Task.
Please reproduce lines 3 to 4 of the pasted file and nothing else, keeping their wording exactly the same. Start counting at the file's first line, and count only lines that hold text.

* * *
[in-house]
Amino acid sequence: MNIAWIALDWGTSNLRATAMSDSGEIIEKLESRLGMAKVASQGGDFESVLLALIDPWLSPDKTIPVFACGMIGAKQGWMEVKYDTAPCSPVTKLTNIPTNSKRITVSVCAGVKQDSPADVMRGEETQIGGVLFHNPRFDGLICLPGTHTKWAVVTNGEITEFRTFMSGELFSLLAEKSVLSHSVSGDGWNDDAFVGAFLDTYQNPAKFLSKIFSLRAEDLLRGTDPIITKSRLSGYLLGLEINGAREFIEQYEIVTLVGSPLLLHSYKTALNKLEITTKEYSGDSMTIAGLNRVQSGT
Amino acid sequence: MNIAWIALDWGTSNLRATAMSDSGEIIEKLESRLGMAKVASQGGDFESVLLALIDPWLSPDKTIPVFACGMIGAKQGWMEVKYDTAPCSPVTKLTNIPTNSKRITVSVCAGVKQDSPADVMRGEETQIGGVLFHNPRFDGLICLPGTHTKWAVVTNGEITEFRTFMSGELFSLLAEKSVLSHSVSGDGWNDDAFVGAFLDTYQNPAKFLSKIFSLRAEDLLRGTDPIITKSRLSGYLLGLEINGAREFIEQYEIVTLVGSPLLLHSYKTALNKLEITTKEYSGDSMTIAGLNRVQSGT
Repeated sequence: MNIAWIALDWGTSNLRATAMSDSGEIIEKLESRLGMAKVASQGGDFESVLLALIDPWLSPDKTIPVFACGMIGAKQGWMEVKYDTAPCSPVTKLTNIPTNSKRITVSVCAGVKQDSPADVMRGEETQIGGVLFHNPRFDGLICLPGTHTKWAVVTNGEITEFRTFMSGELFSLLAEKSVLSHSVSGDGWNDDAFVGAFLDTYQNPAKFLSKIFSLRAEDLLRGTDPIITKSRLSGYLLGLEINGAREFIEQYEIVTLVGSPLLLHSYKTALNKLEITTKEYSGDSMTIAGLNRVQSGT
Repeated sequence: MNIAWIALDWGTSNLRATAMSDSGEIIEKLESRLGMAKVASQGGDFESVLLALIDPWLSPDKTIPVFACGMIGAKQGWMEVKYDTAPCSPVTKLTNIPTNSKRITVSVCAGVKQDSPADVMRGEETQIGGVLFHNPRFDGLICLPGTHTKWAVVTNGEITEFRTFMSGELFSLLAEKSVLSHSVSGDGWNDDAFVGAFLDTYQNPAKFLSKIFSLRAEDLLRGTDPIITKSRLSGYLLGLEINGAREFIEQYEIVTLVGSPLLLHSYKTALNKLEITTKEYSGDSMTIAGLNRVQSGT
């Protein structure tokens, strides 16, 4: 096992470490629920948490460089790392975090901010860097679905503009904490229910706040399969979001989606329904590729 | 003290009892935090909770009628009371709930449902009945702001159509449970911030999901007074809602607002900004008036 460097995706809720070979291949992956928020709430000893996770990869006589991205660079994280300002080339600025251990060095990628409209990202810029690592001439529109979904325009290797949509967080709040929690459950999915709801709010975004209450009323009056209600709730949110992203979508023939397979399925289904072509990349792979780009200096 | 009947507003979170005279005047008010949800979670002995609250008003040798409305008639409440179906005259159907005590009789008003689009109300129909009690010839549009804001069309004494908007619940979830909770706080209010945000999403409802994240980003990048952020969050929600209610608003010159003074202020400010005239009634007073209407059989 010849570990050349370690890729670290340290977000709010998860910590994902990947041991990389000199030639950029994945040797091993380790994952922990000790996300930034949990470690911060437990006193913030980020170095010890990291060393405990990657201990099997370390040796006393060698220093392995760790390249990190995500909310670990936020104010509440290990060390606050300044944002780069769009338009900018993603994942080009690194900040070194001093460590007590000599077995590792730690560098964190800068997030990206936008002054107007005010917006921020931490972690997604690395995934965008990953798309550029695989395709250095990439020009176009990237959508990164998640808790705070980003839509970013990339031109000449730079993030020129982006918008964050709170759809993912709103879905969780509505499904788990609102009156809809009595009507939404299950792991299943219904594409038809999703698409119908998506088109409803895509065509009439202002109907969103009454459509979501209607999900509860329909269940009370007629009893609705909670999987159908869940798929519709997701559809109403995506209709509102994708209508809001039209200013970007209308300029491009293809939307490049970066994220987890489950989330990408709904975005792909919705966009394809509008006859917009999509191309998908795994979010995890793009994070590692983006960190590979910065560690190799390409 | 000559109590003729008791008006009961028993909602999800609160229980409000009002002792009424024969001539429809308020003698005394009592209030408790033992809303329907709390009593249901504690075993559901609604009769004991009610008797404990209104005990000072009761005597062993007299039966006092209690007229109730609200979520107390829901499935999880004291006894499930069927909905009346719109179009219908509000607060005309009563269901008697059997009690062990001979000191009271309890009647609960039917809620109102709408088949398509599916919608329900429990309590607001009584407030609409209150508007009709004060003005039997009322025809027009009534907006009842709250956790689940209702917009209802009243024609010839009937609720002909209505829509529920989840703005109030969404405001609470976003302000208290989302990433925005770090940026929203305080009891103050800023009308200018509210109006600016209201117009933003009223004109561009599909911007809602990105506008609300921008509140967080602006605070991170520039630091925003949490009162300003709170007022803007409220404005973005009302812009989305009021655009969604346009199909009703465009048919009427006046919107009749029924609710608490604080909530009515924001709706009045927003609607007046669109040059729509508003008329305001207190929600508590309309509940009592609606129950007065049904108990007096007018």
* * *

Amino acid sequence: MNIAWIALDWGTSNLRATAMSDSGEIIEKLESRLGMAKVASQGGDFESVLLALIDPWLSPDKTIPVFACGMIGAKQGWMEVKYDTAPCSPVTKLTNIPTNSKRITVSVCAGVKQDSPADVMRGEETQIGGVLFHNPRFDGLICLPGTHTKWAVVTNGEITEFRTFMSGELFSLLAEKSVLSHSVSGDGWNDDAFVGAFLDTYQNPAKFLSKIFSLRAEDLLRGTDPIITKSRLSGYLLGLEINGAREFIEQYEIVTLVGSPLLLHSYKTALNKLEITTKEYSGDSMTIAGLNRVQSGT
Repeated sequence: MNIAWIALDWGTSNLRATAMSDSGEIIEKLESRLGMAKVASQGGDFESVLLALIDPWLSPDKTIPVFACGMIGAKQGWMEVKYDTAPCSPVTKLTNIPTNSKRITVSVCAGVKQDSPADVMRGEETQIGGVLFHNPRFDGLICLPGTHTKWAVVTNGEITEFRTFMSGELFSLLAEKSVLSHSVSGDGWNDDAFVGAFLDTYQNPAKFLSKIFSLRAEDLLRGTDPIITKSRLSGYLLGLEINGAREFIEQYEIVTLVGSPLLLHSYKTALNKLEITTKEYSGDSMTIAGLNRVQSGT